Dr Kait Clark

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  • Qualifications:PhD (Psychology and Neuroscience), FHEA
  • Position:Senior Lecturer in Cognitive Neuroscience
  • Department:HAS - Health and Social Sciences
  • Telephone:+4411732 83117
  • Email:Kait.Clark@uwe.ac.uk
  • Social media: LinkedIn logo Twitter logo Facebook logo

About me

I'm an experimental psychologist and cognitive neuroscientist with a research focus in human visual cognition. I received my PhD from Duke University in 2014, at which time I was also serving as a Scientific Consultant for the United States Department of Homeland Security. I moved to the UK for a position as a Research Associate at Cardiff University in 2014, joined UWE as a Lecturer in 2017, and was promoted to Senior Lecturer in 2018.

At UWE, I am the Theme Lead for the Applied Cognition and Neuroscience Theme of the Psychological Sciences Research Group (PSRG) and maintain the PSRG Blog and Twitter. I am also UWE's Local Network Lead for the UK Reproducibility Network and the Athena Swan lead for the for the Department of Social Sciences. Additionally, I am a member of the Programme Leadership Team (Level 3) for the Psychology BSc (Hons) programme, and I serve as Module Leader for the Psychology Project (undergraduate dissertation) module. Finally, I deliver lectures on topics related to sensation, perception, and attention on various modules across the programme and supervise both undergraduate and postgraduate research. My PhD student Kayley Birch-Hurst is funded by the ESRC SWDTP and is investigating psychological approaches to radiological training.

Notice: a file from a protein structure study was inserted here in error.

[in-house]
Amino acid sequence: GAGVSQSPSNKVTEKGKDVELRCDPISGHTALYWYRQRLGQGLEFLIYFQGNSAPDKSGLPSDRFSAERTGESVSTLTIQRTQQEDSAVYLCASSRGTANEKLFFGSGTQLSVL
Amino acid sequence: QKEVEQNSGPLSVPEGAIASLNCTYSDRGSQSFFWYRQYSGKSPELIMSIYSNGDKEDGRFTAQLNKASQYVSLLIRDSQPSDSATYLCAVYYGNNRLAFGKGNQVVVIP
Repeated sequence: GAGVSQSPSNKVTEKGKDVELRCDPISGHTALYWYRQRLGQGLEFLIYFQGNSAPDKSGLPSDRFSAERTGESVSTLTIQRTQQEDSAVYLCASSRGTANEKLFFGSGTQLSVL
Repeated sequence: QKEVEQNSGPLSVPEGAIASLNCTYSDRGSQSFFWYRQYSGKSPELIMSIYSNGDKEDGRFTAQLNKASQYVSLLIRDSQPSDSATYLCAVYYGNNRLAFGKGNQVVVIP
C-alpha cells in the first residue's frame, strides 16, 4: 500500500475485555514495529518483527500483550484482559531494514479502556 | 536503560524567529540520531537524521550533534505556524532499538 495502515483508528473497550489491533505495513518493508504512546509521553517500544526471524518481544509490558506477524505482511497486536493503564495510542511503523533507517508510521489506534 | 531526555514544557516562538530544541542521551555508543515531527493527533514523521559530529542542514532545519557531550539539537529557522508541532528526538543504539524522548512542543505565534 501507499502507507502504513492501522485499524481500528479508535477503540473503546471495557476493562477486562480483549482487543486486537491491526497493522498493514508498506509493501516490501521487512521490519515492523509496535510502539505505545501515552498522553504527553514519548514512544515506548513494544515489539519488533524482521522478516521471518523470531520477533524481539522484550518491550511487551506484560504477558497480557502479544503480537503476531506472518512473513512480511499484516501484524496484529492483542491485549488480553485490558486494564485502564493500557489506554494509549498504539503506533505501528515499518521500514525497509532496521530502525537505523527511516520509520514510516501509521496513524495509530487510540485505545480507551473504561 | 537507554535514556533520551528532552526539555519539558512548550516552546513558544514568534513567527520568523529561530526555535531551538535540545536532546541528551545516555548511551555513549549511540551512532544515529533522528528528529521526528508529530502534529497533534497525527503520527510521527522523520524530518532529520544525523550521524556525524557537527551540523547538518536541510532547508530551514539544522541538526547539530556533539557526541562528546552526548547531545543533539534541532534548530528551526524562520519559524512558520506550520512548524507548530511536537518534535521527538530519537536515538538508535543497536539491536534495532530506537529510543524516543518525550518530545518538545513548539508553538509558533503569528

My research explores two main areas: 1) human visual perception in applied and translational settings and 2) open science practices and pedagogy. Using experimental paradigms designed to assess abilities from low-level motion perception to higher-level visual search, I investigate how environmental influences, individual differences, and expertise can improve or inhibit visual processing. I also conduct meta-research around research practices and reproducibility and, specifically, how responsible research practices can be applied within student research.

Area of expertise

Quantitative experimental psychology
Applied visual cognition and cognitive neuroscience
Human visual attention, perception, and cognition
Individual differences in visual cognition; effects of expertise and experience
Neural mechanisms of visual search
Perceptual learning in vision
Open science and pedagogical practices
Perceptions of open science amongst students and academics


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